Venezuela & The Mighty Wurlitzer
Eric Draitser
Impacts of Exploding US Oil Production on Climate and Foreign Policy
Jonathan Cook
In Hebron, Israel Removes the Last Restraint on Its Settlers’ Reign of Terror
Ramzy Baroud
Enough Western Meddling and Interventions: Let the Venezuelan People Decide
Robert Fantina
Congress, Israel and the Politics of “Righteous Indignation”
Dave Lindorff
Using Students, Teachers, Journalists and other Professionals as Spies Puts Everyone in Jeopardy
Kathy Kelly
What it Really Takes to Secure Peace in Afghanistan
Brian Cloughley
In Libya, “We Came, We Saw, He Died.” Now, Maduro?
Nicky Reid
The Councils Before Maduro!
Gary Leupp
“It’s All About the Benjamins, Baby”
Jon Rynn
What a Green New Deal Should Look Like: Filling in the Details
David Swanson
Will the U.S. Senate Let the People of Yemen Live?
Dana E. Abizaid
On Candace Owens’s Praise of Hitler
Raouf Halaby
‘Tiz Kosher for Elected Jewish U.S. Officials to Malign
Rev. William Alberts
Trump’s Deceitful God-Talk at the Annual National Prayer Breakfast
W. T. Whitney
Caribbean Crosswinds: Revolutionary Turmoil and Social Change 
Avoiding Authoritarian Socialism
Howard Lisnoff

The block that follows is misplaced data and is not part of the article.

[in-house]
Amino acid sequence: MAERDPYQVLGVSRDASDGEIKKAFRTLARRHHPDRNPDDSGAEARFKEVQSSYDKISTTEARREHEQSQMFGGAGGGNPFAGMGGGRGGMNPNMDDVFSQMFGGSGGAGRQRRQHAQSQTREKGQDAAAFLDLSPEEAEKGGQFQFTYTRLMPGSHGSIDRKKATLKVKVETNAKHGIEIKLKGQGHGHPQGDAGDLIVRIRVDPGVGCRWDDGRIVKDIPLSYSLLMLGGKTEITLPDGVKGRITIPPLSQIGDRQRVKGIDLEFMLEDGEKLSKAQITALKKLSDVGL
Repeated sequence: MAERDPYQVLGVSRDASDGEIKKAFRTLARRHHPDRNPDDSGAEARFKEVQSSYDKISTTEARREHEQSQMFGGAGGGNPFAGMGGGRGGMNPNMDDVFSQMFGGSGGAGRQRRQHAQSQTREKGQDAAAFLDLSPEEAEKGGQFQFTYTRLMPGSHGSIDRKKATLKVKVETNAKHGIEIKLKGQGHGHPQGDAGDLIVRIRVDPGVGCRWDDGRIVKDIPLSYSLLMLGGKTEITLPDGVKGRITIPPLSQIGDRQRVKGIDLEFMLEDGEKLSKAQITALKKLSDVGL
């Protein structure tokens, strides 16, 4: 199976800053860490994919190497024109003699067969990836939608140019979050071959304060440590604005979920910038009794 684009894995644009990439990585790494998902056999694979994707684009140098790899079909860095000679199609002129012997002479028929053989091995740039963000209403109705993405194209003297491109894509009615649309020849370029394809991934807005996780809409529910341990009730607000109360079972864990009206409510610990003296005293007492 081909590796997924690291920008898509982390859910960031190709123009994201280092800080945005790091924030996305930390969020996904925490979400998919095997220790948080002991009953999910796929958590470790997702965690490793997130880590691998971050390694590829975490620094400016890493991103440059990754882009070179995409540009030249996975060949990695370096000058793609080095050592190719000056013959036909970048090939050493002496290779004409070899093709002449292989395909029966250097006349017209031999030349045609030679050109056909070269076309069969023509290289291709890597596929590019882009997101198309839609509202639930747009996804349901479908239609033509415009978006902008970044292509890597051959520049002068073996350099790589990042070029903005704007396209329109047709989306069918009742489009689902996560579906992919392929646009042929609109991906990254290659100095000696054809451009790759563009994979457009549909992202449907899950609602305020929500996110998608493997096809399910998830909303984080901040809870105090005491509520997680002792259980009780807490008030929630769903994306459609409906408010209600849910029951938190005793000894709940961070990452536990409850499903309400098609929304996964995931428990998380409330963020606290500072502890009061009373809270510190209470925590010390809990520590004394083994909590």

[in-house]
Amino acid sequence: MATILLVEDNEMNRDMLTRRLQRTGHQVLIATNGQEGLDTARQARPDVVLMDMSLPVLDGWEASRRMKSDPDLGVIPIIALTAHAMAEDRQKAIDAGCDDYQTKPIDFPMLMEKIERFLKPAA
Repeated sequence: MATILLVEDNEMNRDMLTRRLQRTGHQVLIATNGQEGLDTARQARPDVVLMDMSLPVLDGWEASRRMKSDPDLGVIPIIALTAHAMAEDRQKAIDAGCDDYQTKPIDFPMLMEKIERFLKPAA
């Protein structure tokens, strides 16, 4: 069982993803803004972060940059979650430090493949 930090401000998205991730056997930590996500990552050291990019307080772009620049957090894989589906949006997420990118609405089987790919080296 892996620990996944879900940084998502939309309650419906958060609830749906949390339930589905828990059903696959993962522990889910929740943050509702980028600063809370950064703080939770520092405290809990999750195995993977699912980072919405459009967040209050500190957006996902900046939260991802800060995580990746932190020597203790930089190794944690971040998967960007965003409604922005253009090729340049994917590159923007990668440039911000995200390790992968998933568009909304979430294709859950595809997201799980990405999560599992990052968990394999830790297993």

Anti-Semitism, Racism, and Anti-immigrant Hate
Ralph Nader
The Realized Temptations of NPR and PBS
Cindy Garcia
Trump Pledged to Protect Families, Then He Deported My Husband
Thomas Knapp
Judicial Secrecy: Where Justice Goes to Die
Louis Proyect
The Revolutionary Films of Raymundo Gleyzer
Sarah Anderson
If You Hate Campaign Season, Blame Money in Politics
Victor Grossman
Contrary Creatures
Tamara Pearson
Children Battling Unhealthy Body Images Need a Different Narrative About Beauty
Peter Knutson
The Salmon Wars in the Pacific Northwest: Banning the Rough Customer
Binoy Kampmark
Means of Control: Russia’s Attempt to Hive Off the Internet
Robert Koehler
The Music That’s in All of Us
Norah Vawter
The Kids Might Save Us
Tracey L. Rogers
Freedom for All Begins With Freedom for the Most Marginalized
Paul Armentano
Marijuana Can Help Fight Opioid Abuse
Tom Clifford
Britain’s Return to the South China Sea
Graham Peebles
Young People Lead the Charge to Change the World
Matthew Stevenson
A Pacific Odyssey: Around General MacArthur’s Manila Stage Set
Jill Richardson
Suddenly, It’s Completely Normal for Women to Run for President
B. R. Gowani
Starbucks Guy Comes Out to Preserve Billionaire Species